For Canadian practitioners and businesses affected by domestic trade laws and international trade agreements, 2015 and the early part of 2016 have been marked by important developments in international trade law. Some examples include the conclusion of the Trans-Pacific Partnership and the Canada-Ukraine Free Trade Agreement and the ongoing efforts to implement the Comprehensive Economic and Trade Agreement ("CETA") between Canada and the European Union. Canada also signed a number of Foreign Investment Promotion and Protection Agreements ("FIPA") during this time, with the latest being the Canada-Hong Kong FIPA. In the realm of economic sanctions, Canada has lifted a number of sanctions against Iran in February 2016. Canada is also defending the first major challenge to its antidumping laws and practices in a WTO challenge by Taiwan, with a Panel decision expected later in 2016.
The most recent initiative to generate interest and discussion in the Canadian trade bar is the April 2016 launch of a public consultation regarding potential changes to Canada's trade remedy system under the Special Import Measures Act ("SIMA"). Specifically, the Department of Finance Canada ("Finance") has requested that interested parties provide input and feedback with respect to three key areas – calculation of normal values, enforcement of anti-dumping and countervailing orders, and evidentiary standards.
Calculation of Normal Values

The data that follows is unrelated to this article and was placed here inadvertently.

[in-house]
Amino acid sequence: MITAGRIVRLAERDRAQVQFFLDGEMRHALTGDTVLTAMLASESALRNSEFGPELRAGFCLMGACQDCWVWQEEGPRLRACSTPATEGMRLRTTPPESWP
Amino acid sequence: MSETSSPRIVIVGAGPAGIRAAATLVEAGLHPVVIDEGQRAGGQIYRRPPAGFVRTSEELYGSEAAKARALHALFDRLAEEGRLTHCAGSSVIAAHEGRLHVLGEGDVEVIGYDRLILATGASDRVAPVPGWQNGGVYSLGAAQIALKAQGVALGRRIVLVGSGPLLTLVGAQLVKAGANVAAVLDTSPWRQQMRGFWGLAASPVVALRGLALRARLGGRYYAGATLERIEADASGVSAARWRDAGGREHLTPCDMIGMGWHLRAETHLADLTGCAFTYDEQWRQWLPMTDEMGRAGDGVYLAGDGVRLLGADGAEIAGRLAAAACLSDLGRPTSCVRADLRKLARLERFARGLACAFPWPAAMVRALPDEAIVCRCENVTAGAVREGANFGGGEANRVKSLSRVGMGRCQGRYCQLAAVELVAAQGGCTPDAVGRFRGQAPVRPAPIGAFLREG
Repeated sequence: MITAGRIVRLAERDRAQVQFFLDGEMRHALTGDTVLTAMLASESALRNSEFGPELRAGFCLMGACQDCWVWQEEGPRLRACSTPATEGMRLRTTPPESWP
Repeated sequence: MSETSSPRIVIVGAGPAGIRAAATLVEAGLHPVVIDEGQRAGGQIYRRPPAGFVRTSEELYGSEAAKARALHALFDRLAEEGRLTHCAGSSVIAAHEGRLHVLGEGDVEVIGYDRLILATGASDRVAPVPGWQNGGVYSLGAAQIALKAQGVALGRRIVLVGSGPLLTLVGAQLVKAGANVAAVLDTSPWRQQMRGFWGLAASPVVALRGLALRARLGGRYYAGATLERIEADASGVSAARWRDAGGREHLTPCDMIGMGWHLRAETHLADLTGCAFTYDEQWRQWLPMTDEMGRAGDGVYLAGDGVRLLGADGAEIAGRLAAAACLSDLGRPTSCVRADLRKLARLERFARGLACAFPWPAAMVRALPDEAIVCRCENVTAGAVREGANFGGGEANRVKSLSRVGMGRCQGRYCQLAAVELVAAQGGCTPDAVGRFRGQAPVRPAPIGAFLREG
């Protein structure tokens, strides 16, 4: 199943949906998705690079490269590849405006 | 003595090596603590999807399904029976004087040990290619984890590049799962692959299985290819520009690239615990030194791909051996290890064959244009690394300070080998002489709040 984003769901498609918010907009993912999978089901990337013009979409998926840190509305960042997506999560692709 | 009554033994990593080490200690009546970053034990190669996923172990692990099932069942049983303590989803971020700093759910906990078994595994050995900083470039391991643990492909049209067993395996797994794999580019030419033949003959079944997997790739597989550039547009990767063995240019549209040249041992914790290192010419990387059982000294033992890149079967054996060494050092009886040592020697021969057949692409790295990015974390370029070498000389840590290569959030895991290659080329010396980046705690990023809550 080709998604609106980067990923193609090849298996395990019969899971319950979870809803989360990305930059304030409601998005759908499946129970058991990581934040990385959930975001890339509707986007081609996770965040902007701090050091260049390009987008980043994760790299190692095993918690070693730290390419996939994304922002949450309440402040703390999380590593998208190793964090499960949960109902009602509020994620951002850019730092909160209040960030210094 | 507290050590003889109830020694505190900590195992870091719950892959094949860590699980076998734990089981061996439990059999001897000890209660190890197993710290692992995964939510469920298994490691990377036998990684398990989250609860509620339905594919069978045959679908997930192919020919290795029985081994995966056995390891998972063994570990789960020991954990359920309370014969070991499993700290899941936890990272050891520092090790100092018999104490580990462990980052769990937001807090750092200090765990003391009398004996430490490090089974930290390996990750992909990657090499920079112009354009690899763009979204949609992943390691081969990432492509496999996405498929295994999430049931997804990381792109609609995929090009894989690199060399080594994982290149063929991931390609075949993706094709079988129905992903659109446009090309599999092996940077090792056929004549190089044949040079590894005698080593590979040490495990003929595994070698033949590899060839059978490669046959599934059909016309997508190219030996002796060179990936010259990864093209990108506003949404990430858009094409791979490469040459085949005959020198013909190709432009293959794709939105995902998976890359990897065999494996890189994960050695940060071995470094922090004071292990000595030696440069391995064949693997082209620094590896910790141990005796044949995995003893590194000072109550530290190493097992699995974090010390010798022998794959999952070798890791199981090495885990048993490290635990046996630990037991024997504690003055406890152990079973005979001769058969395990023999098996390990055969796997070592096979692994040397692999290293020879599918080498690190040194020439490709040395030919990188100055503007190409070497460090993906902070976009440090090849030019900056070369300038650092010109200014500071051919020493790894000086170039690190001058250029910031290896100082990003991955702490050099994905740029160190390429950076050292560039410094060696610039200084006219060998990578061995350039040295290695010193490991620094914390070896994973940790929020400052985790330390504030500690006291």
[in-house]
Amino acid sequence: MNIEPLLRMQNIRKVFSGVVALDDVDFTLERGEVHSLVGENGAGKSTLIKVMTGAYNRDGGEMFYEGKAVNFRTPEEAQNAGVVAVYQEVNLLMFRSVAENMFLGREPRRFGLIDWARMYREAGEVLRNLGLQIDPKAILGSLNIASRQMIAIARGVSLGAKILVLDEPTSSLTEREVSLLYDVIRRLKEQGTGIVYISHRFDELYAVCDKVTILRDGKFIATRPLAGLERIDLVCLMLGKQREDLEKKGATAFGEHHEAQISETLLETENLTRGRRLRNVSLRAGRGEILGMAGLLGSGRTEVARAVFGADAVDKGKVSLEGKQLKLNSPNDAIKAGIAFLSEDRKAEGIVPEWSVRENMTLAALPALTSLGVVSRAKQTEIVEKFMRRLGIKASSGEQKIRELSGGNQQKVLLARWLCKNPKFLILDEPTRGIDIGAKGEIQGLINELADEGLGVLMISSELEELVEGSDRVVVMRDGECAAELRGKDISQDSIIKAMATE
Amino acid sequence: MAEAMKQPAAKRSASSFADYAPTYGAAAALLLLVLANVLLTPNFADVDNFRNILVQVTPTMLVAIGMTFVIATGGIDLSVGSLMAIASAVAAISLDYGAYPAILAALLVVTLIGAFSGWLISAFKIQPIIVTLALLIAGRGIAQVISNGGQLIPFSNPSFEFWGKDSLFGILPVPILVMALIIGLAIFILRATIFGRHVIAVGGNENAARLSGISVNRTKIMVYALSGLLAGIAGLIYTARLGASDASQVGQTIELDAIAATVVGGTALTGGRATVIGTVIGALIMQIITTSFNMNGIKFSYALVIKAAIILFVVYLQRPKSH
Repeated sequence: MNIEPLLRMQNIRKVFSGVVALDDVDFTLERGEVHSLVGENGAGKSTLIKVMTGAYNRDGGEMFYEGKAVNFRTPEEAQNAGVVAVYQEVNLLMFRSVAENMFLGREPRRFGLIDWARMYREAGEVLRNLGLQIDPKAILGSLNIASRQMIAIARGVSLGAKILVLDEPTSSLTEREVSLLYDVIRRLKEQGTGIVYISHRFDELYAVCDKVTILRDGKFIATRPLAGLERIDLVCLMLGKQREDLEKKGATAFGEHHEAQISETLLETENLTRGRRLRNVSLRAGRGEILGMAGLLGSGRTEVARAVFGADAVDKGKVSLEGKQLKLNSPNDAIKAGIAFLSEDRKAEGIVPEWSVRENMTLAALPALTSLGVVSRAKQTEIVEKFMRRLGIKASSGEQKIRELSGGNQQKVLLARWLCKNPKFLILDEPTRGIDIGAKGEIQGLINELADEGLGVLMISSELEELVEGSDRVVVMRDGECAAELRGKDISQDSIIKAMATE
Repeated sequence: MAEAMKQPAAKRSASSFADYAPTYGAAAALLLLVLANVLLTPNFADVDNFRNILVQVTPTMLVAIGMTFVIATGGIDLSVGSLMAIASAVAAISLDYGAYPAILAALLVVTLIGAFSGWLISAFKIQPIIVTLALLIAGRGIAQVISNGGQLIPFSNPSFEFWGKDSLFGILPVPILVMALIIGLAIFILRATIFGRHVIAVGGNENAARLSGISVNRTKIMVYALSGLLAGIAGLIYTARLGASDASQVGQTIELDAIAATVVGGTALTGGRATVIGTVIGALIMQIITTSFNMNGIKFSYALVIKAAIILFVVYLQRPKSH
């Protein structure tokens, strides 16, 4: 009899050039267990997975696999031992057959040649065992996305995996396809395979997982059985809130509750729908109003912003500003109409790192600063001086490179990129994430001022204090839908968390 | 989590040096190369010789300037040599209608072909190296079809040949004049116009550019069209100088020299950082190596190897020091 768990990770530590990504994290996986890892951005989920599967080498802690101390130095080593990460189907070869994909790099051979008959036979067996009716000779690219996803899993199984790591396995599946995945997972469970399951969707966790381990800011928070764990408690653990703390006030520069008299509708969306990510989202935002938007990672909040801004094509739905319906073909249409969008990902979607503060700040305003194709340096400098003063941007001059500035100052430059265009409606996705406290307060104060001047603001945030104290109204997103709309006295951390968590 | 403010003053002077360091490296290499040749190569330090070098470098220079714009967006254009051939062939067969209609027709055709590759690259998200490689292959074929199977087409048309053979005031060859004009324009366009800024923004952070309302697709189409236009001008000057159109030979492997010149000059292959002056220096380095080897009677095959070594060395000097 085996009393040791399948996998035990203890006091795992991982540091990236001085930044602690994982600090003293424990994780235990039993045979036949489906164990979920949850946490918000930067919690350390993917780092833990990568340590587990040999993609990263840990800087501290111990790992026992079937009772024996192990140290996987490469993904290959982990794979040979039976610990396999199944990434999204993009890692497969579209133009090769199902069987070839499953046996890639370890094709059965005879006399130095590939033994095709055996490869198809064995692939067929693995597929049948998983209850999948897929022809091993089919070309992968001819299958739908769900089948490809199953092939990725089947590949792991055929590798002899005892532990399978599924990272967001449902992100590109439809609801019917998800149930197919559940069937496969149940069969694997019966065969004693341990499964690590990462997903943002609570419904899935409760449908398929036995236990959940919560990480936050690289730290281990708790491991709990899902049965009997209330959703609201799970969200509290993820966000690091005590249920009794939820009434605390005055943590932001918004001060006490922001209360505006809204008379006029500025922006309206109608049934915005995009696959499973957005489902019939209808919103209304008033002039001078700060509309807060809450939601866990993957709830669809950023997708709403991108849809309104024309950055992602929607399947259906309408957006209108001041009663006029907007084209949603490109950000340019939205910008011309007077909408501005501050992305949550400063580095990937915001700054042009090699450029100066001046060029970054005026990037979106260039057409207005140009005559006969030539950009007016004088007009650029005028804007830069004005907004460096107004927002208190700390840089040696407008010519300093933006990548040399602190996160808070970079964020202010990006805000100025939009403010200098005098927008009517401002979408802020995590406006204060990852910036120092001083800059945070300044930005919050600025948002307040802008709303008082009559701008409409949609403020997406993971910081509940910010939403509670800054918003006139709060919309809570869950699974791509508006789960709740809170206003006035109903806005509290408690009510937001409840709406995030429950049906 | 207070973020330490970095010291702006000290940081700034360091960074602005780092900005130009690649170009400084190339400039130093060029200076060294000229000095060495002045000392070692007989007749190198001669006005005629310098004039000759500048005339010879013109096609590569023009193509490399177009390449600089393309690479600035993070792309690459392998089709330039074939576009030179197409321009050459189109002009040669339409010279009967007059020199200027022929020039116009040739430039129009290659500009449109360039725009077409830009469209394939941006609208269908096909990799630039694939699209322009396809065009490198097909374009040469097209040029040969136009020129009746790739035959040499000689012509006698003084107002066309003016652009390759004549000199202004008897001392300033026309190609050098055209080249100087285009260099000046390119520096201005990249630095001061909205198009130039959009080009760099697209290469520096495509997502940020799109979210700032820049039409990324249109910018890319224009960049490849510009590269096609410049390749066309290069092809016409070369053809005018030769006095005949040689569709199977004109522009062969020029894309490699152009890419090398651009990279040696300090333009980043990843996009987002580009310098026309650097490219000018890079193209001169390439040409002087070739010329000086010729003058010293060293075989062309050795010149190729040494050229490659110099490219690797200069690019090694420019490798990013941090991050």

To determine whether goods are being dumped, the Canada Border Services Agency ("CBSA") will calculate an exporter's normal value and compare it to the export price of the good. In the event that price-based normal values are not usable, the CBSA will determine normal values using constructed values (ie fully allocated costs plus an amount for profit). While these rules produce reasonable outcomes when prices and costs are fully determined by competitive market forces, government policies and actions and other non-market factors can distort normal market forces and thereby render prices and costs not truly reflective of what a competitive market free of government distortion would produce. While section 15(c) of SIMA does require that home market sales be "in the ordinary course of trade for use in the country of export under competitive conditions", this provision is rarely used by the CBSA to exclude home market sales generally and has never been used to exclude sales affected by government intervention and other "particular market situations". Finance's public consultation is seeking input from stakeholders as to whether SIMA should be amended so as allow the CBSA to make findings that "particular market conditions" render both home market selling prices as well as input costs unusable for normal value purposes.